Quick, healthy, ready-made meals on the go
My least favorite moment when I’m staying in a motel is when “housekeeping” knocks on the door. It’s two minutes of awkward, forced intimacy with a faux-cheerful stranger.
More and more I find I feel the same way about servers. “Hi, I’m your new BFF Thad—let’s enthuse over tonight’s specials together …” At least with servers I’m not in my underwear.
In fact, that whole sit-down restaurant thing seems more and more like a burden to me. You can’t see the food you’re choosing, you have to sit and wait for 15 minutes to eat, and you have to tip, everyone’s favorite encounter with karmic guilt.
There’s a new, less pressured approach to eating out, and Ready Chef Go, the catering company turned-bistro/market in tandem with the new Unwined at 980 restaurant—its more upscale and formal partner in the mall at 980 Mangrove Ave.—has it nailed. The food is premade and presented in glass cases so you can look it over. You order from a very short menu or grab a boxed meal from the cold case. If you wonder if the soup is too peppery, they give you a spoonful to try. You carry your meal to your table or home.
Everything at Ready Chef Go is unfussy: blackboard menu, soup in paper cups, plastic utensils.The décor is industrial chic—simple tables, high black ceiling with the now-obligatory exposed ducts (“Ducts, why is it always ducts?”—Galaxy Quest), gallon cans of chickpeas displayed on wire rack shelving. This approach can easily get impersonal and warehouse-y, but Ready Chef Go isn’t—it has a very pleasant aura of bustling energy, partly from the busy restaurant adjoining and partly from the staff, who always seem up and about.
The danger with any premade food place is that the food is generally either old or automat-plain. Ready Chef Go’s food is neither. I was assured the food comes out of the kitchen hourly, and everything on the menu is interesting, bright, flavorful and healthy. Their motto is “local fresh sustainable,” and they take all of that seriously. I was told the food is organic whenever possible, and something like 85 percent of it is locally sourced—thus the Llano Seco pork chop with Lundberg brown rice and seasonal grilled trumpet mushroom.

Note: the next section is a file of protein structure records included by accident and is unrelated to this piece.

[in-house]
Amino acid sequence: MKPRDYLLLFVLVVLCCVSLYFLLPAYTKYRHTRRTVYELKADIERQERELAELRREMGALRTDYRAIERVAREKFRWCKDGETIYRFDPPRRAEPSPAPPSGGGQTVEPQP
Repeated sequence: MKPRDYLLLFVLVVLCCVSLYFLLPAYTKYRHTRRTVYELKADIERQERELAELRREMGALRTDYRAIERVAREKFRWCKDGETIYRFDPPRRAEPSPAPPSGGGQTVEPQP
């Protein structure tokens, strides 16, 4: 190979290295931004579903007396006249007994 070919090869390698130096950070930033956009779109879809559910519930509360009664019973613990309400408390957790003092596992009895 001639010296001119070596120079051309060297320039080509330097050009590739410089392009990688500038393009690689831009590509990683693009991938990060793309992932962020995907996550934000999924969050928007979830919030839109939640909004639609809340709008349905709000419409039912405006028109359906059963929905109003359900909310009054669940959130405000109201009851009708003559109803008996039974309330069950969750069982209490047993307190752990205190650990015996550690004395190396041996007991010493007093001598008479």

Chef Sean Mindrum is obviously determined to tweak every dish—you can almost count on at least one unexpected ingredient in whatever you eat (e.g., bacon in the mac and cheese, lamb in the cannelloni). This can easily get out of hand, but Mindrum’s taste so far appears to be impeccable and I’ve been delighted with his choices. Still, this isn’t a place to go if you’re craving the familiar: You can’t get a Coke, but you can get a bottle of Harney & Sons organic Soothing Green Tea.
The menu is Bay Area café trendy: Jamaican rice and beans, quiche, polenta, wraps and rice paper rolls, plus a salad bar that the owners take very seriously—three kinds of leaf, 24 toppings and good, interesting dressings. Prices are low considering the quality of what you’re getting—$6 for a large slice of quiche with simple but satisfying side salad, $5 for mac and cheese, $4 for a cup of soup.
The desserts are something special—made by Cory Davis of the erstwhile, legendary Cory’s Sweet Treats & Gallery, they’re worth a trip in, the oatmeal cake especially. It’s $6, and ordinarily I don’t consider $6 desserts in a world where a small sundae from Shubert’s Ice Cream & Candy can be had for $3.75, but in this case I don’t hesitate.